Time to throw out that gift from the fascists

August 24, 2017

Joe Allen, author of People Wasn't Made to Burn: A True Story of Race, Murder, and Justice in Chicago, points out that statues commemorating far-right racists aren't confined to the South--and offers some thoughts on how to dispose of one in his hometown of Chicago.

IN EARLY July, Chicago Mayor Rahm Emanuel boasted in the New York Times that our city's public transit system was far superior and popular compared to New York's increasingly dangerous one, in an op-ed article called "In Chicago, the Trains Actually Run on Time."

I chuckled when I read the headline because I couldn't tell if the mayor's media team suggested the title, oblivious to its connection to Benito Mussolini, the former fascist dictator of Italy--or if maybe the Times headline writers were tweaking Emanuel?

A friend of mine, soon after seeing it online, christened the mayor "Rahmolini!"

While that episode might be a humorous moment of historical amnesia, there's no excuse for Chicago's more sinister ties to Italian fascism: the Balbo Monument and Balbo Drive, named after Italo Balbo, Mussolini's right-hand man and his one-time heir apparent.

Yes, we have a fascist monument in Chicago. If you don't believe me, here's what inscribed on the base of the monument:

This column, twenty centuries old, was erected on the beach of Ostia, the port of Imperial Rome, to watch over the fortunes and victories of the Roman triremes. Fascist Italy, with the sponsorship of Benito Mussolini, presents to Chicago a symbol and memorial in honor of the Atlantic Squadron led by Balbo, which with Roman daring, flew across the ocean in the 11th year of the Fascist era.

The Balbo Monument in Chicago
The Balbo Monument in Chicago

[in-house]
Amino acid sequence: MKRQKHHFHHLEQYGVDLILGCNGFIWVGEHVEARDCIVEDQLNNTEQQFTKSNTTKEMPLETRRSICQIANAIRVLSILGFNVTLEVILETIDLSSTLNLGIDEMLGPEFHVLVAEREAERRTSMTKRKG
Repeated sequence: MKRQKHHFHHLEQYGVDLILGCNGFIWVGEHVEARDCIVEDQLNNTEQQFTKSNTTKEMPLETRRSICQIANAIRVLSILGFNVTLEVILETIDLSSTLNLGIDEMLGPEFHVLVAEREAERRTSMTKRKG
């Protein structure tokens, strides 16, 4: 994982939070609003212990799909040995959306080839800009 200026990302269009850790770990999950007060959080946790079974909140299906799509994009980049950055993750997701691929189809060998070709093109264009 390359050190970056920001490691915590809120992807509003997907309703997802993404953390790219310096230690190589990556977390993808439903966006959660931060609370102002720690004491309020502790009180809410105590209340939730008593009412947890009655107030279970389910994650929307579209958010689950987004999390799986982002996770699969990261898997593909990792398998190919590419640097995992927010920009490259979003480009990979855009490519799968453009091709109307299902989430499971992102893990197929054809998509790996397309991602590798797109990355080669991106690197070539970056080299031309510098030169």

Typically vainglorious in tone, you can almost hear Mussolini's bombastic voice emanating from the marble. Balbo famously led a squadron of Italian military aircraft to Chicago's World Fair of 1933. His trek was closely followed by the world's press, and he was greeted with great fanfare when he arrived in Chicago.

Mussolini's gift, the Roman column on top of the inscribed marble base, was presented to the city the following year, and has stood for eight decades behind Soldier Field stadium, where the Chicago Bears play, near the Lake Michigan shoreline. I ride my bike past it all the time.

BALBO, AS you can guess, was no minor leaguer in the Italian fascist regime. "Balbo was one of the most violent warlords of the fascist movement and had a pivotal role in bringing Benito Mussolini to power," Loyola University professor Anthony Cardoza told Chicago magazine back in 2008, during one of the periodic rediscoveries of Chicago's unique ties to Italian fascism.

Balbo specialized in crushing Mussolini's enemies, whether communist, socialist or liberal. He governed Mussolini's Libyan colony, fought his wars in Ethiopia and commanded Italian military forces in North Africa at the outbreak of the Second World War. He died in the early months of the war from friendly fire while his plane was landing in Tobruk.

But it was as Mussolini's airborne ambassador that the world came to know him. "Everywhere he flew," his biographer Claudio Segre wrote, "from Latin America to the Soviet Union, from Chicago to Berlin, he presented himself as an emissary of Mussolini's Italy, of the new fascist generation."

To put it bluntly: Balbo was a handsome, charming snake. Even the New York Times was seduced by him. "Bluff yet suave, fearless and supple, he was not the type to pass unnoticed anywhere," the Times enthused.

Segre warned his readers in Italo Balbo: A Fascist Life, "In these pages, the reader may at times succumb to Balbo's charm and fascination as I did. Nevertheless, I have not forgotten the real nature of the regime that Balbo promoted and served so well--and I hope the reader does not either."

That regime, according to historian J.B. Bosworth, "at a minimum count, with its repressive policies at home and its aggressive war in its empire and in Europe, must bear the responsibility for the premature death of a million people. It holds a prominent place in the black book of human misdeeds in the twentieth century."

Why does Chicago still have a monument and a street named after one of the creators of such a monstrous regime?

After the murderous events in Charlottesville, Virginia, we need to confront the fascist threat today, but we still need to clean up the American past. It's long past time for the Balbo monument to go.

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